This is a simple technique where you just plot your clients on a graph, draw a line, and that's it!
First create a list of all your clients, and next to each one the average purchases they make, and rank them from the highest to the lowest.
Then, plot the results on a graph, and you will end up with a "long tail". Draw a line to separate the head and the tail, and you get a fairly good segmentation between good and bad customers.
long tail.bmp
The important thing about this technique is that it is flexible and scalable to any business, and to any number of clients. It can also be used for any time range. Also, you get rid of rigid classifications (a good customer is someone who buys more than $1,000/month). This way of classifying could become ridiculous in six months, since your business can grow and your clients' purchases also.
This classifications doesn't look at amounts, it looks at the relative positioning of your clients according to their performance with your business.

How a Bit More Content Means Much More Website Traffic

Let's explore whether or not we can get more website traffic by adding more content to our website. I'll try to make it scientific and later we will tackle the issue from a human perspective.

Create in your imagination a world with the following characteristics:

  • The internet has only two sites: and
  • Pages indexed on search engines are two hundred pages, split in half between these two sites.
  • Each page talks about on of the only two topics; marketing or advertising.
  • All pages are ranked equally on search engines, meaning they have the same degree of optimization, and therefore, they are all equally likely to show up as the first search result for their respective keywords.
  • 123 has 80 pages about marketing and 20 about advertising. On the other hand ABC has 20 pages about marketing and 80 pages about advertising.

The table below hopefully simplifies the whole story:

                             Marketing         Advertising        Totals:

123marketing             80                     20                  100

ABCmarketing             20                     80                  100

Totals:                       100                    100                 200

As we assumed above since all pages are ranked and optimized equally, they are all equally likely to show up on search results and assuming the first result will always be clicked on, we can say that for the query “marketing” has a 80% chance of getting that visitor, while has a 20% chance. The same applies to the query “advertising” with the opposite results.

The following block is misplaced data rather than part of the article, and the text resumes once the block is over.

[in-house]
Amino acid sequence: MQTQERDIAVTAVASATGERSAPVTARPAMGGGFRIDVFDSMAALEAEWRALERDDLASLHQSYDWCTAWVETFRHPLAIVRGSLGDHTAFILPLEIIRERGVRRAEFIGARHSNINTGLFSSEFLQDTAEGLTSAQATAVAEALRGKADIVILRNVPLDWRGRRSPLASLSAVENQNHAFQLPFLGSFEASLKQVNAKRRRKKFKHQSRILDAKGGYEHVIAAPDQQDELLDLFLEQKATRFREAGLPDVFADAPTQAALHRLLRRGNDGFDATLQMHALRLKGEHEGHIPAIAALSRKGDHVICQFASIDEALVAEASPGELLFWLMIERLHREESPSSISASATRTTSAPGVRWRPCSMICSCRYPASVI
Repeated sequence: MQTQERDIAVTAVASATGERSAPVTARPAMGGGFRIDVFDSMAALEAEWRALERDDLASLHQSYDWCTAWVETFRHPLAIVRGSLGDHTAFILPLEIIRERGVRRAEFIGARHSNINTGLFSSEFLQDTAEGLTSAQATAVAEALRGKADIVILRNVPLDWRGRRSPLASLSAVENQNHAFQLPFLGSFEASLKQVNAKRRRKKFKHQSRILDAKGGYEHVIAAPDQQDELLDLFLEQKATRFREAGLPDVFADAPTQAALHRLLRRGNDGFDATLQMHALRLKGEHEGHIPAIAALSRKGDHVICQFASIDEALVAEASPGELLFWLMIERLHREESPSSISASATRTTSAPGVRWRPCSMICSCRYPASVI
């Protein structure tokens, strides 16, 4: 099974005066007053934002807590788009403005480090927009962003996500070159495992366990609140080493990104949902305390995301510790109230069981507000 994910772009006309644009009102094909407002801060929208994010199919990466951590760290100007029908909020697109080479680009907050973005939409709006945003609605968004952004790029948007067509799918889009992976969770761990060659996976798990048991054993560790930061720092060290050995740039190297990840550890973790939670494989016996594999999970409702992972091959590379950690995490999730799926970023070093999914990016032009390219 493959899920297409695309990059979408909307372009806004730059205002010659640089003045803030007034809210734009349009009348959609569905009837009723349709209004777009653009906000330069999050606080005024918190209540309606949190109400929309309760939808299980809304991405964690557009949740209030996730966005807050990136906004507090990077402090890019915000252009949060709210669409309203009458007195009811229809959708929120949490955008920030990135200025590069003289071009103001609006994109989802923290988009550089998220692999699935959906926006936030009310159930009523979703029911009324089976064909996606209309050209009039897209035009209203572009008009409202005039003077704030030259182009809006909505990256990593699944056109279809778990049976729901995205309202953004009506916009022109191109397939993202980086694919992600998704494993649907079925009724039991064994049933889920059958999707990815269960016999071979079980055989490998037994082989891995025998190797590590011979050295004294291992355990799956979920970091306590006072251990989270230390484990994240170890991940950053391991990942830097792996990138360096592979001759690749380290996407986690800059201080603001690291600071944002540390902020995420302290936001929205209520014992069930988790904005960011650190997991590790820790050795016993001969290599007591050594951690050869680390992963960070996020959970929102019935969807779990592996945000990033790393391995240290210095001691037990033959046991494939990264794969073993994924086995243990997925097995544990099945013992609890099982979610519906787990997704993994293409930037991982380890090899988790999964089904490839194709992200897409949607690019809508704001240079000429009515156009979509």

We can now easily see that for every 1000 queries of “marketing” will be very happy that day, while will feel a bit frustrated. This means that, with all factors held equal, the more pages you have about a certain topic or keyword the more likely you are to get traffic from search engines.

Another way of looking at is by considering that all the pages that contain the keywords you are writing about, are competing with you on that same visitor. The more pages you have about a certain topic (the bigger market share you have of that little universe) the easier it will be for you to get visitors.

That was simple math. Let's take a human look on the issue, and take a more realistic approach where not all pages are ranked equally, and many webmasters are trying to manipulate the search results. We will also consider that an intelligent human being is searching and she knows what she needs really useful information that will help her in her work or life in general.

First of all, there are many variations of one keyword, and it can be combined with a lot of other words, to form phrases. This means that people will not only be searching for “marketing”, they will search for “internet marketing”, “advertising and marketing”, “radio marketing” etc...

If you have 100 different articles about marketing, then you will qualify to satisfying 100 different people when they are searching. Each will be satisfied differently because they will probably have a certain aspect of marketing in their minds. Remember, the longer the keyword, the more the searcher knows what they are looking for, the happier they will be to find an article just about that niche of the subject.